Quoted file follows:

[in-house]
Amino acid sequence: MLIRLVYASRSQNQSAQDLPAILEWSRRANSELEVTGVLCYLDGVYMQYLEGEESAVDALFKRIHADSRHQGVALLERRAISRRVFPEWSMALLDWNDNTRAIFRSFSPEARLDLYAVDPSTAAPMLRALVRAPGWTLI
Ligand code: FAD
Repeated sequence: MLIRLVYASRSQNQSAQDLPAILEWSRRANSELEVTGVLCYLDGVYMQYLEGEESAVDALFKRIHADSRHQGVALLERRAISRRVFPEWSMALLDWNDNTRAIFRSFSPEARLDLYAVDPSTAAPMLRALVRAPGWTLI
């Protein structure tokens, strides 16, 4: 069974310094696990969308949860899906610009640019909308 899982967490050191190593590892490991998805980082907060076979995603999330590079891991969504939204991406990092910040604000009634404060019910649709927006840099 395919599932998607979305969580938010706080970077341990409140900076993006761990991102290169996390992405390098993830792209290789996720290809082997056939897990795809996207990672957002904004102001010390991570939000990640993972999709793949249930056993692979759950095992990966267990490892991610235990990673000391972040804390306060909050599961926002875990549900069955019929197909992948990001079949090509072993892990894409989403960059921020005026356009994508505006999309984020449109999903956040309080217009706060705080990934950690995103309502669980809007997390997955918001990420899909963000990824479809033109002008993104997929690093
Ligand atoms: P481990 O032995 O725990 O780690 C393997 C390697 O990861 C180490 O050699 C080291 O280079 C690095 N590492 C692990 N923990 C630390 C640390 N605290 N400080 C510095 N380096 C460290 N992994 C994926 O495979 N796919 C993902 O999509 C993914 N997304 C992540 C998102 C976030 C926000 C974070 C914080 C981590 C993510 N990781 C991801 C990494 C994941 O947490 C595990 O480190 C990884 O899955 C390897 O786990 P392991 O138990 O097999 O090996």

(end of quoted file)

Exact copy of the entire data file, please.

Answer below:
[in-house]
Amino acid sequence: MLIRLVYASRSQNQSAQDLPAILEWSRRANSELEVTGVLCYLDGVYMQYLEGEESAVDALFKRIHADSRHQGVALLERRAISRRVFPEWSMALLDWNDNTRAIFRSFSPEARLDLYAVDPSTAAPMLRALVRAPGWTLI
Ligand code: FAD
Repeated sequence: MLIRLVYASRSQNQSAQDLPAILEWSRRANSELEVTGVLCYLDGVYMQYLEGEESAVDALFKRIHADSRHQGVALLERRAISRRVFPEWSMALLDWNDNTRAIFRSFSPEARLDLYAVDPSTAAPMLRALVRAPGWTLI
């Protein structure tokens, strides 16, 4: 069974310094696990969308949860899906610009640019909308 899982967490050191190593590892490991998805980082907060076979995603999330590079891991969504939204991406990092910040604000009634404060019910649709927006840099 395919599932998607979305969580938010706080970077341990409140900076993006761990991102290169996390992405390098993830792209290789996720290809082997056939897990795809996207990672957002904004102001010390991570939000990640993972999709793949249930056993692979759950095992990966267990490892991610235990990673000391972040804390306060909050599961926002875990549900069955019929197909992948990001079949090509072993892990894409989403960059921020005026356009994508505006999309984020449109999903956040309080217009706060705080990934950690995103309502669980809007997390997955918001990420899909963000990824479809033109002008993104997929690093
Ligand atoms: P481990 O032995 O725990 O780690 C393997 C390697 O990861 C180490 O050699 C080291 O280079 C690095 N590492 C692990 N923990 C630390 C640390 N605290 N400080 C510095 N380096 C460290 N992994 C994926 O495979 N796919 C993902 O999509 C993914 N997304 C992540 C998102 C976030 C926000 C974070 C914080 C981590 C993510 N990781 C991801 C990494 C994941 O947490 C595990 O480190 C990884 O899955 C390897 O786990 P392991 O138990 O097999 O090996």